Teenagers put in more than two hours a day of TV time on average, still more than what pediatricians say is healthy. iStockphoto.com hide caption

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Small declines in obesity among young kids could help stem bigger problems in the future. Ocean/Corbis hide caption

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Falling Obesity Rates Among Preschoolers Mark Healthful Trend
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Your Child's Fat, Mine's Fine: Rose-Colored Glasses And The Obesity Epidemic
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Napping in class may be common, but it's also a sign that kids need more sleep. iStockphoto.com hide caption

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Sacrificing Sleep Makes For Run-Down Teens — And Parents
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A poll needs to ask about randomly selected children in households across the country to bring context to what's happening with kids like 7-year-old Henry Condes in Los Angeles. David Gilkey/NPR hide caption

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A new poll explores what happens in American households during the hours between school and bedtime. Image courtesy of The Bishop family (left), The Benavides family (top right), NPR (center) and The Jacobs family (bottom right) hide caption

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How 'Crunch Time' Between School And Sleep Shapes Kids' Health
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Kathy Del Tonto (far right) participates in a class that teaches school cafeteria workers how to prepare meals from scratch. LiveWell Colorado hide caption

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One Lunch Lady's Cafeteria Conversion
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An overweight child reads her part during a skit that was in a 2010 program promoting healthy lifestyles sponsored by Children's Hospital near Denver. John Moore/Getty Images hide caption

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When they eat out at a restaurant, kids consume more calories than they do at home. Here, members of the Long Island Gulls hockey team enjoy a lunch at TGI Friday's back in 2007 in Marlborough, Mass. Bruce Bennett/Getty Images hide caption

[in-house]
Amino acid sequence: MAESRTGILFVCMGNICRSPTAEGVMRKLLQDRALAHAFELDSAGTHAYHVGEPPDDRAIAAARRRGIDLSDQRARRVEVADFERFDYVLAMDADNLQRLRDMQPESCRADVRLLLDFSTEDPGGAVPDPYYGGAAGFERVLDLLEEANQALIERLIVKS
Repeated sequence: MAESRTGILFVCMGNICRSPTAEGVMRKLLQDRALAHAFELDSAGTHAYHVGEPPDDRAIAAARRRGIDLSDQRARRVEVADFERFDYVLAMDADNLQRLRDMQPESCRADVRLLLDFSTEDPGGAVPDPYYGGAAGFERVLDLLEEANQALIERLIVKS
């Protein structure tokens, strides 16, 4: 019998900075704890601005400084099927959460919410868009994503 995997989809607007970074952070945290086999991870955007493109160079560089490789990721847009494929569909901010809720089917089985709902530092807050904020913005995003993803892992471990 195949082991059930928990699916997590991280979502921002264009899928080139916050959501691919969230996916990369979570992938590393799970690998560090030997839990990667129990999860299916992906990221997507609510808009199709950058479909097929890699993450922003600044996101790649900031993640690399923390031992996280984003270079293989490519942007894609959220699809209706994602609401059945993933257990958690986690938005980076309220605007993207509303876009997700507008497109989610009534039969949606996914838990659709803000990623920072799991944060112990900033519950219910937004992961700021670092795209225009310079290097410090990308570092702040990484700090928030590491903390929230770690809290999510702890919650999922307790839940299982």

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New Anti-Obesity Ads Blaming Overweight Parents Spark Criticism
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Canned food is a source of BPA exposure, but researchers aren't sure whether it causes childhood obesity. Above, the soup isle at a grocery store in Washington, D.C. Maggie Starbard/NPR hide caption

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Link Between BPA And Childhood Obesity Is Unclear
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Childhood obesity is on the rise in many countries and overuse of antibiotics is now on the radar as a possible factor in the epidemic. Here 18-month-old twins are weighed in a nutritionist's office in Colombia. Raul Arboleda/AFP/Getty Images hide caption

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Karlton Hill, 15, was diagnosed with diabetes when he was 12. He works hard to manage the disease: He jogs and does pushups every day; he takes metformin is very careful about what he eats. Leslie Capo/LSU Health Sciences Center hide caption

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A Dire Sign Of The Obesity Epidemic: Teen Diabetes Soaring, Study Finds
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